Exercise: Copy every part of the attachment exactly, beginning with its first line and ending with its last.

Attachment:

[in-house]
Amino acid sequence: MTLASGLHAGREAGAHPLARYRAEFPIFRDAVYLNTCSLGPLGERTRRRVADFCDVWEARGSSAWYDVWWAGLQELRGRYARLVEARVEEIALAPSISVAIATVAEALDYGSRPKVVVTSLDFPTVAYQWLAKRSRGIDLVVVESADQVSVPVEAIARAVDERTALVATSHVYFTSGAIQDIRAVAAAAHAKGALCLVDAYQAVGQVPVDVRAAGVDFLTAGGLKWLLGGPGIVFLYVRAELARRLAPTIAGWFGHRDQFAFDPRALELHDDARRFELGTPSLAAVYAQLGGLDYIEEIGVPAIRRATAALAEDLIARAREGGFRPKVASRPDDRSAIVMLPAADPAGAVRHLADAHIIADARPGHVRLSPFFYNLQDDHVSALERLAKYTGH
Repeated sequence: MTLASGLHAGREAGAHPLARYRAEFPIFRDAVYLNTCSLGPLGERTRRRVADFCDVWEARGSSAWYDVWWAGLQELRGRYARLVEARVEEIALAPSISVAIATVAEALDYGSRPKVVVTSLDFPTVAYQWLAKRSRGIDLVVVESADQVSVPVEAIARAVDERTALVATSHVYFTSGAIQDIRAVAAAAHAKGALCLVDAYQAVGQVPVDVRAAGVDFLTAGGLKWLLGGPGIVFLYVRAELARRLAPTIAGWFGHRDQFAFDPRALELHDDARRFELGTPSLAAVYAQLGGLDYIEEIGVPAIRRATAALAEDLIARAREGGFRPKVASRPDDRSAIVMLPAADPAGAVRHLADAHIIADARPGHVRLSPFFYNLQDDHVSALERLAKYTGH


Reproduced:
[in-house]
Amino acid sequence: MTLASGLHAGREAGAHPLARYRAEFPIFRDAVYLNTCSLGPLGERTRRRVADFCDVWEARGSSAWYDVWWAGLQELRGRYARLVEARVEEIALAPSISVAIATVAEALDYGSRPKVVVTSLDFPTVAYQWLAKRSRGIDLVVVESADQVSVPVEAIARAVDERTALVATSHVYFTSGAIQDIRAVAAAAHAKGALCLVDAYQAVGQVPVDVRAAGVDFLTAGGLKWLLGGPGIVFLYVRAELARRLAPTIAGWFGHRDQFAFDPRALELHDDARRFELGTPSLAAVYAQLGGLDYIEEIGVPAIRRATAALAEDLIARAREGGFRPKVASRPDDRSAIVMLPAADPAGAVRHLADAHIIADARPGHVRLSPFFYNLQDDHVSALERLAKYTGH
Repeated sequence: MTLASGLHAGREAGAHPLARYRAEFPIFRDAVYLNTCSLGPLGERTRRRVADFCDVWEARGSSAWYDVWWAGLQELRGRYARLVEARVEEIALAPSISVAIATVAEALDYGSRPKVVVTSLDFPTVAYQWLAKRSRGIDLVVVESADQVSVPVEAIARAVDERTALVATSHVYFTSGAIQDIRAVAAAAHAKGALCLVDAYQAVGQVPVDVRAAGVDFLTAGGLKWLLGGPGIVFLYVRAELARRLAPTIAGWFGHRDQFAFDPRALELHDDARRFELGTPSLAAVYAQLGGLDYIEEIGVPAIRRATAALAEDLIARAREGGFRPKVASRPDDRSAIVMLPAADPAGAVRHLADAHIIADARPGHVRLSPFFYNLQDDHVSALERLAKYTGH